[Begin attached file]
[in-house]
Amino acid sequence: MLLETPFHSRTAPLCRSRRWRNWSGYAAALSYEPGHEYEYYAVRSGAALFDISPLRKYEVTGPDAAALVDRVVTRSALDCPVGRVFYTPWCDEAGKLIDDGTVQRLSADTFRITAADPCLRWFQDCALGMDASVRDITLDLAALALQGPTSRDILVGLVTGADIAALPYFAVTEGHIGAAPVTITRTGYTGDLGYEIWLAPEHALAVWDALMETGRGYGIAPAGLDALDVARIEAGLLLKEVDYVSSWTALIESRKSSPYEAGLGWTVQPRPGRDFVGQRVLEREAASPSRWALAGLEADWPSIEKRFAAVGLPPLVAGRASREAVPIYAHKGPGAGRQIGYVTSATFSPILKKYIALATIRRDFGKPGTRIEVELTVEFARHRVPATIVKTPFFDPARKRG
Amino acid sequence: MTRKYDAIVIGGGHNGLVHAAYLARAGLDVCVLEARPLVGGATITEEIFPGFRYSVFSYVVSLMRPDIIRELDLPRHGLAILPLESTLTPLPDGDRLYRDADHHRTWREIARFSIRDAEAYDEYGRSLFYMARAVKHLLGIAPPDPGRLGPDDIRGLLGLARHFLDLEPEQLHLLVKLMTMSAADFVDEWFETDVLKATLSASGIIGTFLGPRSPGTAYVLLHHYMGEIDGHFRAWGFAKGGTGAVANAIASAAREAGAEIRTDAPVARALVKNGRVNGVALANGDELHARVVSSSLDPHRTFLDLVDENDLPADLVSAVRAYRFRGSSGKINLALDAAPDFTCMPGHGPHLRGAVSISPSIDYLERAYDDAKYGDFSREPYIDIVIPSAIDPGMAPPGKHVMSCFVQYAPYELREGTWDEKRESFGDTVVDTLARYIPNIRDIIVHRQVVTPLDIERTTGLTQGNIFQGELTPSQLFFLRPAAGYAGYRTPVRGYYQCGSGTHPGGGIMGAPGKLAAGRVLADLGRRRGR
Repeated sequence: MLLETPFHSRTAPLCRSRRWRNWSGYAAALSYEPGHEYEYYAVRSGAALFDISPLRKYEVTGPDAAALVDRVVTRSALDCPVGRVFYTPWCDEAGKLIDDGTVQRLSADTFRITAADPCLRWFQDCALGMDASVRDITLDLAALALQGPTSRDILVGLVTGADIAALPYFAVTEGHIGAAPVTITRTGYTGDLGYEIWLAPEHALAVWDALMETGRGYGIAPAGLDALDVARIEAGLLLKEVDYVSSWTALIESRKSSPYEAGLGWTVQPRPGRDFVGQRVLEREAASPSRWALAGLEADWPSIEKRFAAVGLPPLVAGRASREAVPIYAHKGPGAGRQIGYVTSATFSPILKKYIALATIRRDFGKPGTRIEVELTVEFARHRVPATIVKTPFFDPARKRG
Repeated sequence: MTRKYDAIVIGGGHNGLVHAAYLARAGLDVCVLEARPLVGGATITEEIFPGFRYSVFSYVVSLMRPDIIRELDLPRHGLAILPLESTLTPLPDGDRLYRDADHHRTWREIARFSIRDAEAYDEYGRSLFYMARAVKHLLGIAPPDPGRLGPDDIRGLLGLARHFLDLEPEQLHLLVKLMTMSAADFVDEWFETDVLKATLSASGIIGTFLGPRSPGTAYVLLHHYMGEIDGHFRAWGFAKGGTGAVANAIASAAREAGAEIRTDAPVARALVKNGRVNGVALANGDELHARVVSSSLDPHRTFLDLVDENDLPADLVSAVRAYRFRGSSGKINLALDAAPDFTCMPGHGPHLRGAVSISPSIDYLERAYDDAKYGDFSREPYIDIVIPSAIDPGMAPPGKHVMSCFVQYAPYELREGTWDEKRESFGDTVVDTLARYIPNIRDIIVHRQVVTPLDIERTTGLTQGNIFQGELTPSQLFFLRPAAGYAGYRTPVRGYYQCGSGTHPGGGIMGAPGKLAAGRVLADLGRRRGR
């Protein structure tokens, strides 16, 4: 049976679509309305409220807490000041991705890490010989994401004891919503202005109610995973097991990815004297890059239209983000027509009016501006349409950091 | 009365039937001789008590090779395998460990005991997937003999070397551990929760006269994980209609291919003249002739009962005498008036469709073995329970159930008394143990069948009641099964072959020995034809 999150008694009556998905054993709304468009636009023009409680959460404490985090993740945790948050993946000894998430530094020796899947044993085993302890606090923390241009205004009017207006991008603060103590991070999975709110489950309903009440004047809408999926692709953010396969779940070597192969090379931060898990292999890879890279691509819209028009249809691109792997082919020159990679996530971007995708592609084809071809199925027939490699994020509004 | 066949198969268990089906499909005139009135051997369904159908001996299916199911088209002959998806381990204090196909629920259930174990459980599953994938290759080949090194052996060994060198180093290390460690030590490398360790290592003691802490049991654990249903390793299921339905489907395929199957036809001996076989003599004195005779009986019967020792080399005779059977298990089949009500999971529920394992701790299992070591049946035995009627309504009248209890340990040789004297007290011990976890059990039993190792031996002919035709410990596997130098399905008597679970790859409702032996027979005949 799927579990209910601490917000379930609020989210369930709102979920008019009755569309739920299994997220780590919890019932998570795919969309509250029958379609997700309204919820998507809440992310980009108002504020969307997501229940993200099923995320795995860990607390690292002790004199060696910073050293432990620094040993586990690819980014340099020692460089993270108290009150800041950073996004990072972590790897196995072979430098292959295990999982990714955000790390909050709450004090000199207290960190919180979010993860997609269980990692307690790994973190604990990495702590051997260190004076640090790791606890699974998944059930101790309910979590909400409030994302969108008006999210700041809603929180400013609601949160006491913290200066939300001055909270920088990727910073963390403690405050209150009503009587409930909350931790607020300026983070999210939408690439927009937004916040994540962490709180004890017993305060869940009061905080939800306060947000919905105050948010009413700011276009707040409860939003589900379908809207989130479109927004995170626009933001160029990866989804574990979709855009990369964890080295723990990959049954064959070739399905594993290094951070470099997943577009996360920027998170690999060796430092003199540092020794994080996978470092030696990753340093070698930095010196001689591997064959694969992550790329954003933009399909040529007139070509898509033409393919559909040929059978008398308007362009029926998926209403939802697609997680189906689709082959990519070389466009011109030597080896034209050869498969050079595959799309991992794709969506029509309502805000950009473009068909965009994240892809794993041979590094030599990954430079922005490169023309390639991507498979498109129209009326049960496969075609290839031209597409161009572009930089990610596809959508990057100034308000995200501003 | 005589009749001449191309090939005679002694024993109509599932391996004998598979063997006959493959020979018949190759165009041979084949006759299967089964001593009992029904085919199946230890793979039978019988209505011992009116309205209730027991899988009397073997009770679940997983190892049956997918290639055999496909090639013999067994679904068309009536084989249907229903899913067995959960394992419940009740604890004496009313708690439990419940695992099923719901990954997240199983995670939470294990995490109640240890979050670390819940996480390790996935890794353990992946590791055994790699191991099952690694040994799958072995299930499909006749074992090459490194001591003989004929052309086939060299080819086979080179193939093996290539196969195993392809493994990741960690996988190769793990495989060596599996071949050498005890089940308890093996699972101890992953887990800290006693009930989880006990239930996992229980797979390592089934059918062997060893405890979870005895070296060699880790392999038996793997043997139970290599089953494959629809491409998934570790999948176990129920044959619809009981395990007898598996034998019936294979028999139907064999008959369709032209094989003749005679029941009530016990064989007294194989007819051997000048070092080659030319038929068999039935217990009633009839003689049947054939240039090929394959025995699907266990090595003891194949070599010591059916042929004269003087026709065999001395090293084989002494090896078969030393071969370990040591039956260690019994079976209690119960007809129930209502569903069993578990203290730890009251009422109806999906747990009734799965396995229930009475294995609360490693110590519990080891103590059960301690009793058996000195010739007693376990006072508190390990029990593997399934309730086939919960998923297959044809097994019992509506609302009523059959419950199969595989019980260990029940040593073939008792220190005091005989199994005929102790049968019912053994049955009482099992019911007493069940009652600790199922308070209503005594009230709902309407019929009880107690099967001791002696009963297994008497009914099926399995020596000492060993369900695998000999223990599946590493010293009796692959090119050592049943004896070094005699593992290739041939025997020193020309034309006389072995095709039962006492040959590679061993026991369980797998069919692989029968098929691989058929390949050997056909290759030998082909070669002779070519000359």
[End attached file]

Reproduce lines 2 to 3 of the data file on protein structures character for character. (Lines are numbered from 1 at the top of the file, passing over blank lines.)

Amino acid sequence: MLLETPFHSRTAPLCRSRRWRNWSGYAAALSYEPGHEYEYYAVRSGAALFDISPLRKYEVTGPDAAALVDRVVTRSALDCPVGRVFYTPWCDEAGKLIDDGTVQRLSADTFRITAADPCLRWFQDCALGMDASVRDITLDLAALALQGPTSRDILVGLVTGADIAALPYFAVTEGHIGAAPVTITRTGYTGDLGYEIWLAPEHALAVWDALMETGRGYGIAPAGLDALDVARIEAGLLLKEVDYVSSWTALIESRKSSPYEAGLGWTVQPRPGRDFVGQRVLEREAASPSRWALAGLEADWPSIEKRFAAVGLPPLVAGRASREAVPIYAHKGPGAGRQIGYVTSATFSPILKKYIALATIRRDFGKPGTRIEVELTVEFARHRVPATIVKTPFFDPARKRG
Amino acid sequence: MTRKYDAIVIGGGHNGLVHAAYLARAGLDVCVLEARPLVGGATITEEIFPGFRYSVFSYVVSLMRPDIIRELDLPRHGLAILPLESTLTPLPDGDRLYRDADHHRTWREIARFSIRDAEAYDEYGRSLFYMARAVKHLLGIAPPDPGRLGPDDIRGLLGLARHFLDLEPEQLHLLVKLMTMSAADFVDEWFETDVLKATLSASGIIGTFLGPRSPGTAYVLLHHYMGEIDGHFRAWGFAKGGTGAVANAIASAAREAGAEIRTDAPVARALVKNGRVNGVALANGDELHARVVSSSLDPHRTFLDLVDENDLPADLVSAVRAYRFRGSSGKINLALDAAPDFTCMPGHGPHLRGAVSISPSIDYLERAYDDAKYGDFSREPYIDIVIPSAIDPGMAPPGKHVMSCFVQYAPYELREGTWDEKRESFGDTVVDTLARYIPNIRDIIVHRQVVTPLDIERTTGLTQGNIFQGELTPSQLFFLRPAAGYAGYRTPVRGYYQCGSGTHPGGGIMGAPGKLAAGRVLADLGRRRGR